Shoeless Joe Essay

1225 Words5 Pages
Imagine your fate and future resting in the hands of one man’s judgment. This was actually reality for Shoeless Joe Jackson. Many argue that he was one of the best ever to play the game of baseball and was the greatest natural hitter of all-time. Yet, surprisingly, you will not find him among the familiar faces at the Hall of Fame. He was permanently banned from baseball, as well as seven others, for allegedly helping to throw the 1919 World Series.      Joe Jackson was born on July 16, 1888 in Pickins County, South Carolina. He was the oldest of eight children and grew up the son of a cotton mill worker. He began working in the mill at age thirteen and never learned how to read or write. He played baseball in…show more content…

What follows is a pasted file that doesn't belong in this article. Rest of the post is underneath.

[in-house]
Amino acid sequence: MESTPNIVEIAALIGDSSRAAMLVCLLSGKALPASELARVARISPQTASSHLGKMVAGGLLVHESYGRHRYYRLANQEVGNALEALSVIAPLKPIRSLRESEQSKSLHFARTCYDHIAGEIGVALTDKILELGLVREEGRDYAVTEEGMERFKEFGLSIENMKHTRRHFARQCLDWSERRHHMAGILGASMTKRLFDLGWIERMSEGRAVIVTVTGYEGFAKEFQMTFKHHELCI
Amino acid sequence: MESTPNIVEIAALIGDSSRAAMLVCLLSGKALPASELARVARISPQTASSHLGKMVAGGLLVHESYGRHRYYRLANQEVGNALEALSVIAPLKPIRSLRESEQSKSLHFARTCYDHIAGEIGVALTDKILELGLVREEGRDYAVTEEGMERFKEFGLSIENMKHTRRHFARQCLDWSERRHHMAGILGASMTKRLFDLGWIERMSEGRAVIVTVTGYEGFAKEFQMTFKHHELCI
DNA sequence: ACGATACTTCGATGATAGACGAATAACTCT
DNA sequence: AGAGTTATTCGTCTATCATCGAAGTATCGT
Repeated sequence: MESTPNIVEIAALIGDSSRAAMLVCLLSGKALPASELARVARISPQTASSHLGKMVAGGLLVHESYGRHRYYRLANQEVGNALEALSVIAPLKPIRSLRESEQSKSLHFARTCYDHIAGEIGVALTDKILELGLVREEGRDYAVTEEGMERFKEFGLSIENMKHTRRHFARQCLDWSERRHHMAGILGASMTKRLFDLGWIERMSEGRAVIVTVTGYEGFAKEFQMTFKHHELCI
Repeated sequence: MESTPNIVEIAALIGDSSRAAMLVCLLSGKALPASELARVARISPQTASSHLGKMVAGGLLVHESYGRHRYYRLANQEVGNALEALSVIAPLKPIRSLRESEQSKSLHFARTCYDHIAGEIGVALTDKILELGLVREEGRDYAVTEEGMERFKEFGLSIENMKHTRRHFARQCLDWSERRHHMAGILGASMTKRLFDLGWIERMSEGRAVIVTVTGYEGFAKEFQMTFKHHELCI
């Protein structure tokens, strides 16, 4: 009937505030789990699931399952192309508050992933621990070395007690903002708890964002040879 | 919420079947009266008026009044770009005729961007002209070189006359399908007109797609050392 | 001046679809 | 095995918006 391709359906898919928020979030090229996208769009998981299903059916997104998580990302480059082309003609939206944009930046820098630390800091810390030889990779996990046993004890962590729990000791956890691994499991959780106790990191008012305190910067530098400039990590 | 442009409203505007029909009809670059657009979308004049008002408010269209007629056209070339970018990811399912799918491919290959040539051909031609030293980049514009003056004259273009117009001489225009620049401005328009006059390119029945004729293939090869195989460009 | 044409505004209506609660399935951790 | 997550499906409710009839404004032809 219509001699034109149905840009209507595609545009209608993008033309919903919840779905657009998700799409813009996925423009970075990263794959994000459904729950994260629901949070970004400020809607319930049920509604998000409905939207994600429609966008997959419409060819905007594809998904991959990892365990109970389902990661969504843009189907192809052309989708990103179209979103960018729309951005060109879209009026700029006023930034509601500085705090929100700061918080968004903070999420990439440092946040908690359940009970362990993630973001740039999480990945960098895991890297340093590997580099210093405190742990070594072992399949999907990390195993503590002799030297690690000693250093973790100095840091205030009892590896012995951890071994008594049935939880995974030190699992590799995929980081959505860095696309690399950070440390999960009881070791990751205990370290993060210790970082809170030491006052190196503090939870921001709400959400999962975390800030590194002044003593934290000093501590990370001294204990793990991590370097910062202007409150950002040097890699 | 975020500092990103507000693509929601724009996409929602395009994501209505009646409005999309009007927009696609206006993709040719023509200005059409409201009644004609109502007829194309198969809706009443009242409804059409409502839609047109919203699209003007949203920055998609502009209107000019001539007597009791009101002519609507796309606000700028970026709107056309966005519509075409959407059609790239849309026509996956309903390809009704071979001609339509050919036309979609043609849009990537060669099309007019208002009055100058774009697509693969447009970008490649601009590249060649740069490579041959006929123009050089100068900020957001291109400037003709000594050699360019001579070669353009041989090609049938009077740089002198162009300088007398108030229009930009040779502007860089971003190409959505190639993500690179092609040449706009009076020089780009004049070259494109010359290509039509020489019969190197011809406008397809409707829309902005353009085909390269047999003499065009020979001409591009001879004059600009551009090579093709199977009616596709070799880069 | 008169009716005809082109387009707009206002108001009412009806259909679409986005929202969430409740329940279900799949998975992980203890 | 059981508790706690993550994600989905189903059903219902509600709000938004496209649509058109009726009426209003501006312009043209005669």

He wanted $80,000, which Sullivan agreed to. Gandil had difficulties at first, but he ostensibly persuaded teammates Eddie Cicotte, Claude “Lefty” Williams, Buck Weaver, Fred McMullen, “Happy” Felsch, Swede Risberg, and Joe Jackson into joining him in the fix (Schwalbe 4). The scandal began to rise to great proportions as the rumors began to spread. One of the biggest professional gamblers became involved, Arnold Rothstein, as well as gamblers “Sleepy Bill” Burns and Billy Maharg. Other gamblers started laying down unusual bets, as the greed for money heightened. Comiskey and Gleason heard the rumors of the fix, but refused to believe them (Schwalbe 6).      Slowly, signs began to show that something was not right. In a best-of-nine series, the White Sox lost the first, second, fourth, fifth, and eighth games. The World Series Championship went to the Reds and left Comiskey furious. He supposedly said the involved players would never play for him again. Nevertheless, the 1920 season went under way, and the White Sox were in hot contention for the pennant and had record profits at the box office. Finally, in September of 1920, a Cook County grand jury looked into allegations that the 1919 World Series had been thrown. Cicotte was called into court and was the first to admit to the scandal, followed by Shoeless Joe. Illinois had no law about fixing
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